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Pictures of Jesus Christ.

Pictures of Jesus Christ.

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Published by: GLENN DALE PEASE on May 20, 2013
Copyright:Attribution Non-commercial


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PICTURES OF JESUS CHRIST.BY JOSEPH PARKER LUKE 13The Mme day there came certain of the Pharisees, saying onto him, Getthee out, and depart hence: for Herod will kill thee. And he said ontothem, Go ye, and tell that fox, Behold, I cast out devils, and I do curesto-day and to-morrow, and the third day I shall be perfected. evertheless1 must walk to-day, and to-morrow, and the day following : for it cannot bethat a prophet perish out of Jerusalem. O Jerusalem, Jerusalem, whichkillest the prophets, and stonest them that are sent unto thee ; how oftenwould I have gathered thy children together, as a hen doth gather herbrood under her wings, and ye would not 1 **HEREy then, is a picture of a threatened man. Jesus Christwas continually being threatened. There seemed everyday to be but a hair's-breadth between him and death. He wasdespised and rejected of men ; there was no beauty in him thatman should desire his presence. Yet there was something abouthim which excited the passion, the most terrible vengeance of mankind. He held his life in his hand, in a special and peculiarway. Who was there that did not lift up a hand against him ?Who was there not too mean to pucker up his face into a sneerwhen he saw the Son of God ? And who was there not too feebleto suppose that even he could do some damage to the name of theMessiah ? What was there, then, to induce Jesus Christ to liveupon the earth ? The foxes had holes and the birds of the airhad nestSy but the Son of man had not where to lay his head.Why, then, should he not have made short work of it; haveturned right round and said, '^ I leave the dust of my feet behindme as a testimony against you; I have made you an offer of truth and of life and of love, and you have rejected that offer.I leave you now to all the consequences of your obstinacy ''?Yet he came to be upon the earth in this very position in whichwe find him. He knew the kind of hospitality that awaited him ;he knew how homeless he would be; how hard would be the319
320 THE PEOPLE ' S BIBLE, p-uke xiii. 3 1-34.pillow on which his weary head was to rest; how unkind thelooks that would be waiting for him here and there, on the righthand and on the left Yet, for our sakes, he became poor, thatwe through his poverty might be made rich. There was nothingstrange in the revelation of this lot which met the Saviour— thatis to say, there was nothing strange to his mind; he was notstartled by the mode of reception that was accorded to him.From the height of heaven he foresaw it ; before coming to theearth at all he knew all the courses through which he most of necessity pass. Still, in the face of it all, he came to seek andto save that which was lost. Behold, then, in this text, a pictureof a threatened man. There b a sword against thy life ; thereis a king against thee I Thirty years before Herod the Greathad sought the young Child to destroy him ; and now, after thelapse of a generation, Herod the Tetrarch sends messages bythe Pharisees, that his hand was against him. What a threatenedlife I What a position of discomfort, of misinterpretation, of utter friendlessness, of sore distress! I want you to look atJesus Christ in this aspect, and to keep your eyes steadily uponhim whilst such messages are being delivered; because it isunder such circumstances that we may get some hint of thereal quality of his character.Why did Herod threaten Jesus ? Why was the life of Christa threatened life from the beginning to the end ? Because goodis always unpalatable to evil. That which is good alwaystorments that which is bad. But had not Herod far greaterinfluence in the world than Jesus Christ ? o. But Herod couldstrike! True, but in doing so his arm would rot Wherein,then, is the superiority of the influence of this threatened man ?It is in its goodness. Good men have everything to hope fromtime ; bad men have everything to fear from the lapse of days.Beauty can stand the wear and the tear of life — the inward andimperishable beauty of consummate goodness and divine truth.Goodness is a perpetual quantity, all penetrating, all searching;impartial, noble, a comfort in distress, a refuge to the weak, atower and a defence to all men who wish to be right and to doright Had it been a case of man against man, position againstposition, hand against hand, truly Herod would have made shortLukexiiL32.] PICTURES OF JESUS CHRIST. 321work of this controversy; he would have thrown down his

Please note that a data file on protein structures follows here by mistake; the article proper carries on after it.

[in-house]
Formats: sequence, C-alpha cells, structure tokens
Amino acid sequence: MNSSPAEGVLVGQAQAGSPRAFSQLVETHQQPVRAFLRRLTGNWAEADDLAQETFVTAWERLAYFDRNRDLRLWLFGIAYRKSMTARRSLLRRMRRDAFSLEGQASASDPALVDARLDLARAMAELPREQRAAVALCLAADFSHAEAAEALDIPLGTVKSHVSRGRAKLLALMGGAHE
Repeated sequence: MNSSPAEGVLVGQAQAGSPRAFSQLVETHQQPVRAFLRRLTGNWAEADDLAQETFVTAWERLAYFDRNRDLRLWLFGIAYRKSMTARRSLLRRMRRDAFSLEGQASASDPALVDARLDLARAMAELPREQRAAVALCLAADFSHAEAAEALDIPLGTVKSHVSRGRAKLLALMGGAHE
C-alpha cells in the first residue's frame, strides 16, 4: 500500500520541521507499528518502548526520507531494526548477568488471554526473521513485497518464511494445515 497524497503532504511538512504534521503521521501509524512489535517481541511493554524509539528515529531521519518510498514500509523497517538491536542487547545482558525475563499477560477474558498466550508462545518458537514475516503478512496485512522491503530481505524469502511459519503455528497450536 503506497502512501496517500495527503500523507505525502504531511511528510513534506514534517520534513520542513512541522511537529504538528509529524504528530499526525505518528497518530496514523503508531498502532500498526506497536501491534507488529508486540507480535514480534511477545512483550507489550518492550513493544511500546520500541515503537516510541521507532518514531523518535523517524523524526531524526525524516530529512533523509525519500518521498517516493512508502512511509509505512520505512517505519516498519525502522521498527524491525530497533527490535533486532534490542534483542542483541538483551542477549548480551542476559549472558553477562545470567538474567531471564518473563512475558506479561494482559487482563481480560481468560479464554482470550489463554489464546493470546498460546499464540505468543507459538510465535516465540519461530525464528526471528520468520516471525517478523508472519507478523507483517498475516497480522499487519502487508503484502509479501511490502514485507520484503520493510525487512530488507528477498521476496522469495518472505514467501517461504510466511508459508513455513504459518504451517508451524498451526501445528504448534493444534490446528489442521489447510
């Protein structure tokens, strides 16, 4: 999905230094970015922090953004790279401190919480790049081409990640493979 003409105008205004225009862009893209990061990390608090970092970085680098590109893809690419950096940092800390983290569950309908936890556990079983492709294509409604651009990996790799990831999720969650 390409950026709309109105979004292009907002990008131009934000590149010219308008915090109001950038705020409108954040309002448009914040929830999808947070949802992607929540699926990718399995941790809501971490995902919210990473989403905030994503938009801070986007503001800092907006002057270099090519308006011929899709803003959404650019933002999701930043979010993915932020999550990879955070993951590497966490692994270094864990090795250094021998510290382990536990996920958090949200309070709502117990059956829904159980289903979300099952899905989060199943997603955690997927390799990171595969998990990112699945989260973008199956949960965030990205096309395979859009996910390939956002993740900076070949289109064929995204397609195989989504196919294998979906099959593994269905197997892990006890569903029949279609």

antagonist, set his foot upon him, and with a loud " Ha, ha ! "would have declared his triumph. But it was a question of lighton the part of Jesus Christ, — light against darkness, truth againstfalsehood, God against the devil. o wonder, therefore, thatwhen the controversy was so vital and so keen Jesus Christshould have been surrounded, if I may so express myself, by anatmosphere of menace, of threatening, of ill-will, and of latentdetermination to shed his blood. I am anxious to know howJesus Christ will conduct himself under such circumstances.Herod has pronounced the authoritative word. Kings ought notto be forced to the humiliation of eating up their own messages.When the Tetrarch speaks he ought to have meaning in hisspeech. It will tell to the disadvantage of Herod if, afler allthis, he come to humiliation and shame. Some men think theyhave only to threaten and the earth will quake at once. It wouldappear that some persons are under the delusion that theyhave but to shake their finger in the face of the sun, and it willbe night presently. Herod sent word to Christ to get out of his jurisdiction, or he would kill him. I am anxious to know howJesus Christ, without home or friend, will conduct himself undersuch circumstances. Let us read how he answered the messageof Herod the Tetrarch : — "And he said unto them. Go ye, and tell that fox, Behold, least outdevils, and I do cures to-day and to-morrow, and the third day I shall beperfected ** (ver. 32).Here you have a picture of impotent rage on the part of Herod the Tetrarch. He thought that Jesus Christ would trembleunder the message. He instantly treats it with disdain, withnoble haughtiness of conscious superiority to the shaft that islevelled against him ; and he describes Herod according to themoral traits of his character. He does not hesitate to call Heroda fox \ a mere cunning, designing man, only courageous whenthere is no danger at hand; scheming and plotting in his den,but having no true bravery of heart; an evil-minded person,whose whole character is summed up in the word '^ fox." What — did Jesus Christ, then, call men names ? ot in the usual senseof that expression. Did he call Herod a fox out of mere defianceor spite? He was incapable of doing anything of the kind.VOL. 31322 THE PEOPLE'S BIBLE. [Luke xiii. 32.